The lira follows the evolution of this system. At first its extension includes two joint tetrachords (lira heptachorde). Each of the strings has its own name deriving from its position on the instrument: ipate (ὑπάτη) means the highest string; paripate (παρυπάτη) closest to highest; licanos (λίχανος) index; month (μέση) mean; trite (τρίτη) third; paranete (παρανήτη) the closest to the lower; nete (νήτη) the lower. Then the lyre receives an octave string, paramese (παραμέση); then a ninth, with Laso d’Ermione (around 500 BC), added below the lower one. The doubling of two variable degrees leads it to the endecachord and the insertion of the chromatic month, which took place around 450 BC. C., enriches it with a new sound. Finally in the century. IV a. C. it has fifteen strings.
According to sunglassestracker, the rhythmic system was not developed and played by the Greeks that in the century. IV a. C. In the previous period, the teaching of rhythmopea was confused with that of metrics. The fundamental unit of Greek rhythmics is the prime time which, according to the Aristoxenic definition, is the one that cannot be further divided and on which neither two sounds, nor two syllables, nor two orchestic moments are placed. The union of various first tempos formed the foot, the duration of which was included between the quaver and the minimum. Longer durations were used by the Greeks only exceptionally and with a manifest caricature intention, as in the parodies of Aristophanes. The union of the various feet according to a determined rhythmic pattern (meter) constituted the verse, which is precisely the musical period. The artistically combined lines formed a system called stanzas. The primitive melodies of Greek music, mostly vocal and, however, linked to the properties of language, generally contained only two different values: simple tempos (eighth notes) and double tempos (quarter notes). The first corresponded to the short syllables of the Greek language, to the second the long syllables. Thus the rule was formed, erected as an axiom by the Alexandrian metrics, which assigns the duration of two short syllables to the long syllable. With the help of these two values alone, every kind of measure can be formed and, when long syllables are mixed with short ones, the former have greater intensity and are placed on the strong tempo, while the short ones are reserved for the weak tempo.
The ancient Greeks admitted three fundamental kinds of measures, which are also found among moderns: the binary, the ternary and the quinary. The first two were the most widespread in Greco-Roman music. As for the quinary genus, admitted in theory alongside the others, it was less practiced, although it was more so than by moderns. All three genres were divided into simple and compound measures. The former were irreducible, the latter could be reduced to smaller values. The three main categories of measures take names removed from the various metric forms in the Aristoxenic nomenclature. In addition to the thetic measures (ϑετικαί), that is, beginning in beats, the ancients also admitted anacrustic measures (from ἀνάκρουσις), beginning in the upbeat, unknown to modern rhythm. The grouping of various measures formed the rhythmic member or “positio and sublatio. From the percussion of the self and the thesis was born a division of the bar into two parts, sometimes equal, sometimes unequal. Measure and its division were the constituent and permanent elements of rhythm.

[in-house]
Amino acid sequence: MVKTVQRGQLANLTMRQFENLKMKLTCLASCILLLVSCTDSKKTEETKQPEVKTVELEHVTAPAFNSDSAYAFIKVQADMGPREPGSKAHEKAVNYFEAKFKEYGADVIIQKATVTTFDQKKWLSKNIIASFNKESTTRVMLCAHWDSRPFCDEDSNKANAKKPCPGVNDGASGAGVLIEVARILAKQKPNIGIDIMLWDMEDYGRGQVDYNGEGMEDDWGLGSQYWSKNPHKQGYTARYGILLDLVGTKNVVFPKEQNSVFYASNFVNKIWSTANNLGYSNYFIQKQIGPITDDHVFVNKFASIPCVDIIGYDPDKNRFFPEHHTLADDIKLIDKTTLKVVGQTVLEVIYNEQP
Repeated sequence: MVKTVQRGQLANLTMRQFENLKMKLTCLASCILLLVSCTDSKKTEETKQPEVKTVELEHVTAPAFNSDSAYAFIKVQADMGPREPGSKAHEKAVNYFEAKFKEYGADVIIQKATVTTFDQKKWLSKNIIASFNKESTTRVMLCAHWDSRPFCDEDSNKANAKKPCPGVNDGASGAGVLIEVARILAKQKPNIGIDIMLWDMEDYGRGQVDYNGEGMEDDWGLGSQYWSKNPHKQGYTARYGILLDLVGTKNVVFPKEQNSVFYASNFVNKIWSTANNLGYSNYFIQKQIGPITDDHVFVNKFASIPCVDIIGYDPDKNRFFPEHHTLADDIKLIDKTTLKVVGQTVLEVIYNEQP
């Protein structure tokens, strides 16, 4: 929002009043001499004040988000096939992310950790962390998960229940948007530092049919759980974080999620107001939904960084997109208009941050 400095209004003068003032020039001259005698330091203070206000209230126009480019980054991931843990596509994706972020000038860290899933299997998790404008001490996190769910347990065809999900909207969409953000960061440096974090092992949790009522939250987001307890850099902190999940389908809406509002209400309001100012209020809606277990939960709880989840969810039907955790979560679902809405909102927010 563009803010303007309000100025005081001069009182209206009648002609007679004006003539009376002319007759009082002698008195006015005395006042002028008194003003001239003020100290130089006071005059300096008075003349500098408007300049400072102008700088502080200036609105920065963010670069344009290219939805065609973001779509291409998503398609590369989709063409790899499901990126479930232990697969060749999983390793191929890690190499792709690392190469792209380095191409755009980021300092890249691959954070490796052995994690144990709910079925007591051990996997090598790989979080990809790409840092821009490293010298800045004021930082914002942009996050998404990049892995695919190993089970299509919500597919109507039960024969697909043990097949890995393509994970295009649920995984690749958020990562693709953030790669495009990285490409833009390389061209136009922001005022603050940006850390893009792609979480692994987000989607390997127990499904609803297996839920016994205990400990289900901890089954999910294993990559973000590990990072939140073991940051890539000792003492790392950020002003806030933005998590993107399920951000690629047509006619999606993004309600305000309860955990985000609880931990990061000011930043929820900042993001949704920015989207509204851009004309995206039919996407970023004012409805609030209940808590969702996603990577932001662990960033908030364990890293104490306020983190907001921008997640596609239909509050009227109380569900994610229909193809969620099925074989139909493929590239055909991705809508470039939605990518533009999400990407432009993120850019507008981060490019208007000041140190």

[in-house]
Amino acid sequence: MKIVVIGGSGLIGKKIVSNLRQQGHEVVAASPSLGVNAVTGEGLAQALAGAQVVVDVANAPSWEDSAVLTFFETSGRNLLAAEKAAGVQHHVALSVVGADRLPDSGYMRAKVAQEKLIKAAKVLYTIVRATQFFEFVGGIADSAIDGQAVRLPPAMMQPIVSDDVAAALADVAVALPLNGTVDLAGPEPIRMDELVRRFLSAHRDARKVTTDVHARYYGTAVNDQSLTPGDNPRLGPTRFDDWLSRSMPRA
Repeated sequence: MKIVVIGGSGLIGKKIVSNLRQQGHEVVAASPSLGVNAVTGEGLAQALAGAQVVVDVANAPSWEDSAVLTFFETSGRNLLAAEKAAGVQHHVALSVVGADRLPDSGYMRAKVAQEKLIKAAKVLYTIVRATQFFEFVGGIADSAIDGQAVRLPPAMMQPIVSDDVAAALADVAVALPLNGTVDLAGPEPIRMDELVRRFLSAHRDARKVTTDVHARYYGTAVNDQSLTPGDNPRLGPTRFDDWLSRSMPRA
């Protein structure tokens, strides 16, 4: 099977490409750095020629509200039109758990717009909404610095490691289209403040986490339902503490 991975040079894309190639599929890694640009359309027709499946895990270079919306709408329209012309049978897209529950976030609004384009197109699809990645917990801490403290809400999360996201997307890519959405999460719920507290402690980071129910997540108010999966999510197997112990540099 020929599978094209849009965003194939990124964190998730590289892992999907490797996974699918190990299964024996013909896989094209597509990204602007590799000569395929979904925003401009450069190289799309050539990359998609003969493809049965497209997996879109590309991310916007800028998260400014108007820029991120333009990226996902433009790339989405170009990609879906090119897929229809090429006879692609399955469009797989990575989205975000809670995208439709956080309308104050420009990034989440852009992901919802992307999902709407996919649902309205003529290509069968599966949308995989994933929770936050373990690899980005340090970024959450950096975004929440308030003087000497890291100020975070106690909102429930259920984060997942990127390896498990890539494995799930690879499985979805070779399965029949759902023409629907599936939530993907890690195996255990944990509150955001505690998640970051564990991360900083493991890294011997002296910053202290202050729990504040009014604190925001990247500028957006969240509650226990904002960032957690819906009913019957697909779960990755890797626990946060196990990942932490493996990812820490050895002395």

As for the modes and genres, so also for the rhythms there was an éthos, aimed at certain artistic and moral effects. Thus there were three tropes or rhythmic manners: the diastaltic or exciting, typical of the quinary rhythm; the sistaltic or intoxicating, also proper to the quinary and ternary rhythm, and the hexicastic, usually belonging to the binary rhythm. Each variety of measurement was analyzed and characterized by the ancients according to the convenience of its use.
The Greeks indicated not unlike us, with their notes, sounds at a determined pitch by adjusting to a fixed tuning fork, lower than ours by about a minor third (F sharp). They used different graphic signs according to whether it was a vocal part or an instrumental part. The rhythmic notation of values and times was indicated by signs placed above the vocal and instrumental letters. The instrumental notation is older, as its most original mechanism and the archaic alphabet of which it is made up attest. The use of instrumental writing, employing the Aeolian-Doric alphabet, was introduced to Argos. The vocal writing, on the other hand, which makes use of the Ionic alphabet, cannot be prior to the Persian wars, the time when this alphabet received its definitive order. The tables including all the signs of Greek musical writing, reproduced below (the instrumental above), were preserved by Alippio, a theorist of the 4th century AD. C.
The following remains of ancient Greek music have survived:
1.The first five lines of Pindar’s first Pythian ode; 2. the hymns that go under the name of Mesomedes (v.) To Calliope, to the Sun, to Nemesis (1st century AD); 3. a choral fragment of Euripides ‘ Orestes ; 4. two hymns to Apollo (from 2nd century BC inscriptions); 5. a melodic fragment found in Tralle, in Asia Minor, on the epitaph of Sicilo; 6. short melodies without words and various fragments; 7. five fragments, three vowels and two instrumentals, preserved in the Berlin museum and published by Th. Reinach (1919).